Why Do Some Mothers Pretend to Have No Help?

Having Help with Childcare

Why is it that mothers who have help frequently fail to ‘fess up? Alex Manson-Smith argues that they should do everyone a favour and be open about it.

If behind every successful man there’s a great woman, behind every working mother there’s often an army of cleaning ladies, nannies, dog-walkers and grandparents. Yet many of them still feel uncomfortable about ’fessing up to how much help they have. Instead they carry on giving the impression they do it all, from ironing the kids’ sheets to batch-cooking muffins for the cake sale.

To be fair, you can understand why. Admitting you have help can sound a bit spoiled and over-privileged. No one wants to be the blow-dried bitch in the SUV, moaning that the housekeeper shrank her cashmere. If you have help, you lose the right to complain or, certainly, the camaraderie that comes from talking to other mothers about what a shag it all is.

Mentioning your help can come dangerously close to bragging. Tell your friend who does it all about the fabulous ceviche your nanny makes and she’s not going to be thrilled for you: she’s going to quietly hope you choke on it. And who can blame her? Because there she is, knee-deep in dirty nappies and smeared with porridge, while you get to keep your hair appointment because you’ve got some willing aide to cover you.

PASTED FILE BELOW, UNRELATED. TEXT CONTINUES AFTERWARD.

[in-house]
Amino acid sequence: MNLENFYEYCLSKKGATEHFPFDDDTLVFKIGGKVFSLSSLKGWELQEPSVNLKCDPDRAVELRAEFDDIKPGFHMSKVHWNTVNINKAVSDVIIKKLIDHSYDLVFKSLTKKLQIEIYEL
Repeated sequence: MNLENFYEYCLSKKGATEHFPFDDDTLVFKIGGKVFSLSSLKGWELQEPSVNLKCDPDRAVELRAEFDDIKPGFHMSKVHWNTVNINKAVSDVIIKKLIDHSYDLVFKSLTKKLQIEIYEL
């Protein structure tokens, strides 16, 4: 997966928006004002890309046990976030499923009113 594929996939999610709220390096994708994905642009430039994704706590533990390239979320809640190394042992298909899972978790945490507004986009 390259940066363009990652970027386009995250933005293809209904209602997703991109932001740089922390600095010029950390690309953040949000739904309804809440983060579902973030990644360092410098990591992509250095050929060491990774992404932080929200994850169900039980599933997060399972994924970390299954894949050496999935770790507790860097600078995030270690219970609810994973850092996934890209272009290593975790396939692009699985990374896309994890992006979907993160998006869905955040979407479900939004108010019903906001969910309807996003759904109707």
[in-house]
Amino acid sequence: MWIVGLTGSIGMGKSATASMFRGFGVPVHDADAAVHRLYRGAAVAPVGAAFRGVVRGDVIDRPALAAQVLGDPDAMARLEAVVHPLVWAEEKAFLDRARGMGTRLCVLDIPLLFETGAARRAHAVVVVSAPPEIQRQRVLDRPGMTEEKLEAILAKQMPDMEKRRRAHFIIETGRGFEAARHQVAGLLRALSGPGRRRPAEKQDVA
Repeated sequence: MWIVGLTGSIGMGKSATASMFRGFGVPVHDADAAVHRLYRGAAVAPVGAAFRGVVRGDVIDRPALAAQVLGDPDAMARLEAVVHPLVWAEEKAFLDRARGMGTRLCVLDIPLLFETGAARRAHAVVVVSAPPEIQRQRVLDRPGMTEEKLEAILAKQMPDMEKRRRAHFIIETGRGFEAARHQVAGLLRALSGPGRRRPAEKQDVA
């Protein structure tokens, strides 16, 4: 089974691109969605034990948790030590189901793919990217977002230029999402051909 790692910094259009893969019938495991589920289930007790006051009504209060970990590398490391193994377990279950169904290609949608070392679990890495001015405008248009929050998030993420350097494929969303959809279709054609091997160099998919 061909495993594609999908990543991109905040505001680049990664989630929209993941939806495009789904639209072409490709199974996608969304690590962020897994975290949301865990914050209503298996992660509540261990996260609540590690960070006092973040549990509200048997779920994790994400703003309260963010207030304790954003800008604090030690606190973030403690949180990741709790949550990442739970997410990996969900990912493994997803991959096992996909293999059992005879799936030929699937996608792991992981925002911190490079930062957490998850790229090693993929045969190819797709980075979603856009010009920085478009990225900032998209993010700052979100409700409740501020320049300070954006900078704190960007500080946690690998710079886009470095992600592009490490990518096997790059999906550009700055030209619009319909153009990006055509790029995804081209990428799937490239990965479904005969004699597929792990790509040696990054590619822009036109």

But it’s not just the fear of being judged that stops women talking about the amount of help they have. There are other reasons to be embarrassed. After all, there are ethical consequences to employing that nice Brazilian who folds the loo roll into a point like they do at the InterContinental. If you’re so minded, you can tie yourself in knots about the morality of it – is it bad, employing women who often have to leave their children and emigrate for work? Or is it good that you’re giving them an income they’d never otherwise have?

‘Doing it all yourself has become such a badge of honour that outsourcing feels like cheating, somehow.’

And this attitude goes all the way up the social scale. In fact, it probably starts there. While over here promoting Miss You Already, Drew Barrymore spent very little time in interviews talking about the 16-hour days she must have put in on set, and an awful lot discussing being ‘present for her kids’, and ‘aggressively excited about tradition and values and Christmas cards and Halloween costumes,’ making every mother reading feel instant guilt for not making Martha Stewart spider web cookies, and assuming that nobody sends Christmas cards any more.

Similarly, a July interview with Nicole Kidman in US Vogue mentions that she has four films coming out, alongside her current stint in the West End. Yet to hear her talk, her life is all car-pooling, growing roses, making chutney and taking her kids to concerts. Clearly the woman has some serious help, though you’d never know it from reading the piece. Closer to reality, meanwhile, everyone knows someone who has four kids yet mans the fort singlehandedly. ‘And she doesn’t even have any help,’ we whisper of such women, in awestruck tones.